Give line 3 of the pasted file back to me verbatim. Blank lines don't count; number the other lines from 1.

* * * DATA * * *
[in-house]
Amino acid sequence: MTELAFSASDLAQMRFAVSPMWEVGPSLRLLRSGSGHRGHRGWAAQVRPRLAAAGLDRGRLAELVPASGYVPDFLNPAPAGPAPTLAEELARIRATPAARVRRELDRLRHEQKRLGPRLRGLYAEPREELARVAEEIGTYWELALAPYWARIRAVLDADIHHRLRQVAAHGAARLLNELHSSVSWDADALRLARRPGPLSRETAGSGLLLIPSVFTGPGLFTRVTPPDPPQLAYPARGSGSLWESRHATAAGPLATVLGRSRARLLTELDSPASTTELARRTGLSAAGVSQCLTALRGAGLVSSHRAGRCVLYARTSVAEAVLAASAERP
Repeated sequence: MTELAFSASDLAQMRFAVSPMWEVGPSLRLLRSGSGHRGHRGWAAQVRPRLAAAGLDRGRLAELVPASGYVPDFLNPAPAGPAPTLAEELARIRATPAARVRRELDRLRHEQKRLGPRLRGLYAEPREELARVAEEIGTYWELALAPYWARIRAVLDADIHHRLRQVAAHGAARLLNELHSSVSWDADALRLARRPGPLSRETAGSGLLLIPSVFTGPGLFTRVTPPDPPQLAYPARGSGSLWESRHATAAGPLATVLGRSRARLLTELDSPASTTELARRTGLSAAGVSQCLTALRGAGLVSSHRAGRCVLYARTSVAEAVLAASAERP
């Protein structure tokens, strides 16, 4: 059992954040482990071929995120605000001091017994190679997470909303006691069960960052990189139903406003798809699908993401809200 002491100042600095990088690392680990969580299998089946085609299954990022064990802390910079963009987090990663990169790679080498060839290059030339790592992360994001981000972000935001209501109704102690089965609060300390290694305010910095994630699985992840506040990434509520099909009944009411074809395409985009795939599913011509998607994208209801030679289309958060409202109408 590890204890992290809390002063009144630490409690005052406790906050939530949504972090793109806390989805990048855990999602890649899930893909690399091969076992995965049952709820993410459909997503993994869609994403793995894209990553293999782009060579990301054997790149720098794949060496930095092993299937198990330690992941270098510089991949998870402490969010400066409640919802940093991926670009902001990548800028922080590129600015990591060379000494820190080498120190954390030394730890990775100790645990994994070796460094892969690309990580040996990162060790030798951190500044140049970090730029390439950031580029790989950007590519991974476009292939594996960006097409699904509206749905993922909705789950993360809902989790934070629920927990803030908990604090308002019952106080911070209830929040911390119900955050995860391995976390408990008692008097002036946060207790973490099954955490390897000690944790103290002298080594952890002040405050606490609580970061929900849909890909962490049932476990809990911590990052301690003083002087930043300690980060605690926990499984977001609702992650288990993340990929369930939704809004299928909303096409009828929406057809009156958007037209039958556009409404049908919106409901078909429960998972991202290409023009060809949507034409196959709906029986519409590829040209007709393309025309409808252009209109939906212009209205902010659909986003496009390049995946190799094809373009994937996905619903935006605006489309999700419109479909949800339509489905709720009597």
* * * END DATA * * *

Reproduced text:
Repeated sequence: MTELAFSASDLAQMRFAVSPMWEVGPSLRLLRSGSGHRGHRGWAAQVRPRLAAAGLDRGRLAELVPASGYVPDFLNPAPAGPAPTLAEELARIRATPAARVRRELDRLRHEQKRLGPRLRGLYAEPREELARVAEEIGTYWELALAPYWARIRAVLDADIHHRLRQVAAHGAARLLNELHSSVSWDADALRLARRPGPLSRETAGSGLLLIPSVFTGPGLFTRVTPPDPPQLAYPARGSGSLWESRHATAAGPLATVLGRSRARLLTELDSPASTTELARRTGLSAAGVSQCLTALRGAGLVSSHRAGRCVLYARTSVAEAVLAASAERP